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Chickens play an important part in our food chain, from the eggs they produce to their meat. Although their life span is short, it is interesting to observe, beginning with the egg and following it into a fully mature, feathered bird.
The Fertilized Egg
A chick's life begins once an egg is fertilized. A fertilized egg contains the yolk, amniotic fluid (egg white) and a small blood spot, which is the beginning of a new life.
The blood spot, which is the embryo, will develop into a chick over a period of 21 days until it hatches. During the 48 hours prior to hatching, the chick will pull the yolk into its abdomen and use it as a food source for its first few days of life.
Once a chick hatches, it no longer needs its mother. It does require water, special feed and chick grit to eat until it is 18 to 24 weeks old. At this time, the birds are considered mature and are able to eat adult chicken feed.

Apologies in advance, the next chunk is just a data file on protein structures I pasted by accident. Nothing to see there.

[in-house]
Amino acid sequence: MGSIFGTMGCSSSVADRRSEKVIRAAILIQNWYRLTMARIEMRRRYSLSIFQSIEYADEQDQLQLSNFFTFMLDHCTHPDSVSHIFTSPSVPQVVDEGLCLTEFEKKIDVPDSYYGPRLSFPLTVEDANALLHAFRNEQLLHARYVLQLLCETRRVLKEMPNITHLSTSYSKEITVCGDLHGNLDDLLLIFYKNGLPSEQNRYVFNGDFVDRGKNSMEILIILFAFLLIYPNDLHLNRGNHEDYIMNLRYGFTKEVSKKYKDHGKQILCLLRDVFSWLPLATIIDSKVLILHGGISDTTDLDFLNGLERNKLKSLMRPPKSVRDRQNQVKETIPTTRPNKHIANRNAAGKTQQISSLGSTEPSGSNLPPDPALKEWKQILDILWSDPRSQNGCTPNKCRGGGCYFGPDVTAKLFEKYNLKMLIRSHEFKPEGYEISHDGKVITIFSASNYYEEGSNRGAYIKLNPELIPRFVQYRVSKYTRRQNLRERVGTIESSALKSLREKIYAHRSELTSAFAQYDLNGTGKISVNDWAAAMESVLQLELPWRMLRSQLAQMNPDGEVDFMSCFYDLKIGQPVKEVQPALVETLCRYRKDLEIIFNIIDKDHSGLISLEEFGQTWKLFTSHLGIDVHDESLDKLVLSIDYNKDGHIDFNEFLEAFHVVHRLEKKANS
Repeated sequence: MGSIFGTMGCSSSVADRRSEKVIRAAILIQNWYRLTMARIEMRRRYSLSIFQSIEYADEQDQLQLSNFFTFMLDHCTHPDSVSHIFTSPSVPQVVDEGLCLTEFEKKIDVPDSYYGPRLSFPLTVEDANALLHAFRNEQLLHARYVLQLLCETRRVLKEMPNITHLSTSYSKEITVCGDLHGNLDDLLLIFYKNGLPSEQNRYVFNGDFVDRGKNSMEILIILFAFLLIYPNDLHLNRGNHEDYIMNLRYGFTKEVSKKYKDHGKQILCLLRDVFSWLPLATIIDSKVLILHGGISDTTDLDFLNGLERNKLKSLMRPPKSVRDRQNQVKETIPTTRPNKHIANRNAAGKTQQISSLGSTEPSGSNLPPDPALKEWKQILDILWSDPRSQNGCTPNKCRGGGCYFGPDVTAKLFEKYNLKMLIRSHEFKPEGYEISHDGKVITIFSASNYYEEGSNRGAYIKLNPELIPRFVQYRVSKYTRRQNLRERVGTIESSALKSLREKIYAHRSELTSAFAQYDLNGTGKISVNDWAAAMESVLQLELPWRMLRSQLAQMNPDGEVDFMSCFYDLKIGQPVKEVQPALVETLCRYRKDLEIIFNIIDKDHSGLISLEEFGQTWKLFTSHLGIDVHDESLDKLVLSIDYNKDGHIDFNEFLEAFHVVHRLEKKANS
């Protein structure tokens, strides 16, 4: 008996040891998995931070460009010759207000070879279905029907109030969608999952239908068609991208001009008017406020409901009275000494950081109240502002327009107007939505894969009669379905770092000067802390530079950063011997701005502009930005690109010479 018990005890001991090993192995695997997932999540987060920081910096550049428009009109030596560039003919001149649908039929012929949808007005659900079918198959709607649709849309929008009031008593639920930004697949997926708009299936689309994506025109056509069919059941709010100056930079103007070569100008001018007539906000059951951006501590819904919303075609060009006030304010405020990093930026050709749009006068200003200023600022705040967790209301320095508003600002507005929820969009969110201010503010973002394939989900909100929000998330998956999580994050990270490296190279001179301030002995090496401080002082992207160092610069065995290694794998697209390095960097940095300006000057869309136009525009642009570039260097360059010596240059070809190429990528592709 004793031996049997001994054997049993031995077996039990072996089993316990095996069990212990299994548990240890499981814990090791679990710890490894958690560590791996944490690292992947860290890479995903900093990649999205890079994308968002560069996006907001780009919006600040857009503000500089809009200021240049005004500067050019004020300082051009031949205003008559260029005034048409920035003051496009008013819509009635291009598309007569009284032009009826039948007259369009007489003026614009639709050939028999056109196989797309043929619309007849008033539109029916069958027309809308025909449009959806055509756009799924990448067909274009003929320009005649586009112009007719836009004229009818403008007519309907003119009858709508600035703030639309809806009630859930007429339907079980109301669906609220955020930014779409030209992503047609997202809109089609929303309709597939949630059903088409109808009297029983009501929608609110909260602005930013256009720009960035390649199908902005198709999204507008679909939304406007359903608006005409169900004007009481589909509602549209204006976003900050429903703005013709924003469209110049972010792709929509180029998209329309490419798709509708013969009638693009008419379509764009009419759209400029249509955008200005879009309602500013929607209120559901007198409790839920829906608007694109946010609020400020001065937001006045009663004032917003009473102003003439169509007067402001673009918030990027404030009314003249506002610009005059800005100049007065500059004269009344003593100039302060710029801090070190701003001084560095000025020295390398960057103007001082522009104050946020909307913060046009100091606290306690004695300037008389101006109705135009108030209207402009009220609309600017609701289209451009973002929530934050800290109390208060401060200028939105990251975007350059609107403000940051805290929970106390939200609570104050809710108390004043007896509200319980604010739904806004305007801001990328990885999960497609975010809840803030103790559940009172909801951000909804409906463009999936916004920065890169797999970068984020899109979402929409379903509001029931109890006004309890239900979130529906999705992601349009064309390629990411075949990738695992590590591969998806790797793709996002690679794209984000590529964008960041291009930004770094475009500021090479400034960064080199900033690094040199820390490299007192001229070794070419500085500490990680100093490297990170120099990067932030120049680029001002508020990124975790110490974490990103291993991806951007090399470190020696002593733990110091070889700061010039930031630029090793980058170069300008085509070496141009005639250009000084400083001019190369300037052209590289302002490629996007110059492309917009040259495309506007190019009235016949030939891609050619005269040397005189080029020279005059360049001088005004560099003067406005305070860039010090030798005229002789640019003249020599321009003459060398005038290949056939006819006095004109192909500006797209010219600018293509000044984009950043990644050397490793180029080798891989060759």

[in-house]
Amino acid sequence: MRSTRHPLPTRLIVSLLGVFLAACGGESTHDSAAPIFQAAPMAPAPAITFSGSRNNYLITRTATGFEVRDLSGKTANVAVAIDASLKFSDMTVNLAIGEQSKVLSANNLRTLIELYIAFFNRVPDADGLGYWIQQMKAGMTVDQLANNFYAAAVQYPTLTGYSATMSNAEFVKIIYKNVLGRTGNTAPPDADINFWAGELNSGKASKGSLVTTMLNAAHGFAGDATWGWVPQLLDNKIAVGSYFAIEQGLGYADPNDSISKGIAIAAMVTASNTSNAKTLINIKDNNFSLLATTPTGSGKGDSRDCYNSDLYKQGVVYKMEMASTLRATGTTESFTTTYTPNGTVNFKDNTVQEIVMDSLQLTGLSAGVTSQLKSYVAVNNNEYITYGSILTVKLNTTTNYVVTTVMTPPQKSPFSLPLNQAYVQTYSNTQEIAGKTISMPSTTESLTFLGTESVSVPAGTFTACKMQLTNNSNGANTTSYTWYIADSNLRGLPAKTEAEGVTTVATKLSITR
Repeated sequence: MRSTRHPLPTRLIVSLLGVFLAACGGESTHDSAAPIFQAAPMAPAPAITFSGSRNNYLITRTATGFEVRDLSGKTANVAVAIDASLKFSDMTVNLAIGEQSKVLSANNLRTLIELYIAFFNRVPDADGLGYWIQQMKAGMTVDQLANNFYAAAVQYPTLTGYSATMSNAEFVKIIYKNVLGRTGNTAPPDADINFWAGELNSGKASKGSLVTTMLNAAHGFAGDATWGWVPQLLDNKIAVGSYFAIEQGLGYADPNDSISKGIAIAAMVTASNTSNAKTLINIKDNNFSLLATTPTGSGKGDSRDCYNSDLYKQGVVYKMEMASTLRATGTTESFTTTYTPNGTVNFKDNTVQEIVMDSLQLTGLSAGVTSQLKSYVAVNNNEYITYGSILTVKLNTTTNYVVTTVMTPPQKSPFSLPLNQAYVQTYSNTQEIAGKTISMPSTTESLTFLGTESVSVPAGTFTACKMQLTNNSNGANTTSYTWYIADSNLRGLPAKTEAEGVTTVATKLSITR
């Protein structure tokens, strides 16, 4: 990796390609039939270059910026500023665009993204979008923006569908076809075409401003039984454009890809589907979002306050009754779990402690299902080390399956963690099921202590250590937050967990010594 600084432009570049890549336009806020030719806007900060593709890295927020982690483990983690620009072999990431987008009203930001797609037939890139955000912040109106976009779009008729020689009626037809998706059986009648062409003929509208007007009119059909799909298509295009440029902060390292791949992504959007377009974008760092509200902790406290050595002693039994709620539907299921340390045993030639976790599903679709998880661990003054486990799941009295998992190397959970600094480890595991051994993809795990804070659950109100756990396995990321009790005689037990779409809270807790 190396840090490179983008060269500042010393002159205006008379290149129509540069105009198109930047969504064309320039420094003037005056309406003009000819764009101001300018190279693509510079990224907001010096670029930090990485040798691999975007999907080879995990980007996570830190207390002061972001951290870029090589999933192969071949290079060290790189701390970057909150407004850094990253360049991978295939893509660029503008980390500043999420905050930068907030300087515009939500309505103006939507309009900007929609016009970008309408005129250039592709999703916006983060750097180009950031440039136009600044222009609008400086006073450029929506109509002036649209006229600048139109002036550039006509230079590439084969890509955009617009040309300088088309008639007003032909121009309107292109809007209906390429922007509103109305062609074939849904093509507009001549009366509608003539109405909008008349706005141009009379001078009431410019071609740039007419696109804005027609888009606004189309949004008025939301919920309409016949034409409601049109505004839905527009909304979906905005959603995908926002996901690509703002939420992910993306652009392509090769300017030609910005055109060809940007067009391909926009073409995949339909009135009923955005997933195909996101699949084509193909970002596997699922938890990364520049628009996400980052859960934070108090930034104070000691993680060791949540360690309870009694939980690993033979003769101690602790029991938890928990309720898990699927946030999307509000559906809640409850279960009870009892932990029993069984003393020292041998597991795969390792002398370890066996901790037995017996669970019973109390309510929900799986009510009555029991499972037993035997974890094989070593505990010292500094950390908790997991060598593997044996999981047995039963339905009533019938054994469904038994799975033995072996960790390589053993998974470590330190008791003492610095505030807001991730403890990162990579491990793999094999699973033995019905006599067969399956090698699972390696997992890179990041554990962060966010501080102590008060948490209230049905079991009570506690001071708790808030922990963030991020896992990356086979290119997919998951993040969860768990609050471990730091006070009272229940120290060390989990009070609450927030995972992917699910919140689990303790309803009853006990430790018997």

According to Murray McMurray Hatchery, adult chickens begin laying eggs when they are between 5-7 months of age. The first eggs they lay are smaller than they will be in the future. A chicken will lay eggs without a rooster, but they will not be fertilized without him.
Chicken Life Span
Chickens have an average life span of three to five years, although some may live longer. The American Livestock Breeds Conservancy states that meat chickens can be processed when they mature, anytime from age 5 to 12 months, depending upon the breed. Older chickens may be eaten, but they are classified as "stewing fowl" because they have to be cooked longer to be tender.